The Spanish have been churning out some remarkable movies recently. For example, a Spanish film of interest out at the moment is Buried, a “single setting thriller,” in which we see Ryan Reynolds thrash around in a wooden box for just over 90-minutes.
Due for release on the 18th November, however, is Agora, a film that is almost the exact opposite in scope and intention of Buried. Of the two films I suggest you save your money for the latter.
The film opens in the city of Alexandria, then part of the Roman Empire, in the 4th century. Christianity is no longer outlawed and the Roman Empire is, in fact, in the process of becoming Christianised, leaving Alexandria the last bastion of pagan belief. In this world we meet Hypatia, played ably by Rachel Weisz, an excellent actor whose casting is usually enough to ensure a return on the ticket price.
Hypatia teaches the privileged at the legendary Library of Alexandria with the help of her slave, Davus (Max Minghella). Davus is secretly in love with Hypatia, but as a slave is in no position to act on his feelings. During the lessons we meet two of the brighter students, Synesius (Rupert Evans), who has recently become a Christian, and Orestes (Oscar Isaac), a pagan – albeit a rather relaxed one – who is also, though not-so-secretly, in love with Hypatia.
Hypatia, for her part, is a proto-scientist/feminist of sorts who floats above the petty social and political changes taking place in the city. She rejects Orestes’ advances as she is wholly more interested in exploring the nature of the universe than in becoming a wife and a mother.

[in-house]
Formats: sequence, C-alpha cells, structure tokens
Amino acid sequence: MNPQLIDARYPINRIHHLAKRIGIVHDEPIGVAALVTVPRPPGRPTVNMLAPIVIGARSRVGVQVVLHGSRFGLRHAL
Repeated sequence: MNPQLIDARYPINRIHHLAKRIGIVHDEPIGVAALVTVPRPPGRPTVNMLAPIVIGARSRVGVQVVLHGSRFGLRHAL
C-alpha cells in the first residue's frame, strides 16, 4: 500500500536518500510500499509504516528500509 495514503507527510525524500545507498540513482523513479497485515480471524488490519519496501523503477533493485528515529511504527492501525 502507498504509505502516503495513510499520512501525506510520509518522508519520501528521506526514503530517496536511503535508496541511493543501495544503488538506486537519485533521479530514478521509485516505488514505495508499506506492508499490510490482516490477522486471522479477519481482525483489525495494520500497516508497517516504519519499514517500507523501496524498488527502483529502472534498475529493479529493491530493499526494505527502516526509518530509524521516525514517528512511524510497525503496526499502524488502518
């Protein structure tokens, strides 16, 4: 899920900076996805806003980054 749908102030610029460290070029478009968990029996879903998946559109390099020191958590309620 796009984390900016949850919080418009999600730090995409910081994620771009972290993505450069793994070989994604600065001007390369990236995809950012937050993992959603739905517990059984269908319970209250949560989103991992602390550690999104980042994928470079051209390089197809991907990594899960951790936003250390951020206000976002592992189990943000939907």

Davus, a non-Christian – though willing to take a flogging from Hypatia’s father to spare another slave – is increasingly drawn to the Christian world. He sees a Christian preacher, Ammonius (Ashraf Barhom), seemingly perform a miracle by walking across a pit of fire – a test a pagan fails, which is understandable, given he was thrown head-first into the flames. Davus does, however, get to witness the power of a genuine miracle first-hand as he sees the faces of the poor and the destitute light up with gratitude as he feeds them his master’s bread. Davus, however, is still torn between this new spiritual world and his love and loyalty to Hypatia.
As the number of converts to Christianity grows they become more confident in challenging the beliefs of the pagans. Lively debates are no longer so restrained, and when the pagans find the Christians mocking and throwing food scraps at their gods, they decide to retaliate by launching an ambush. Unfortunately, having underestimated just how many Christians there now are, the pagans find themselves quickly outnumbered and take refuge in the Library of Alexandria. Hypatia is shocked at the violence on both sides and she vows that her students, Christian or otherwise, will not face any retaliation whilst they are under siege in the library – a vow given potency by Orestes’ sword.
The siege of the library ends when an envoy of the Roman Emperor states that the pagans are to be freed from the Library and that they are to not face any further retribution. However, the envoy also declares that the Christians are to be allowed access to the Library. This prompts the pagans to flee, taking with them as many documents and scrolls as they can carry. Davus takes sides with the Christians and helps destroy the library and its sacred texts. He returns to Hypatia but with the intention of raping her. When he can’t bring himself to commit this act he passes her his sword, but Hypatia frees him instead.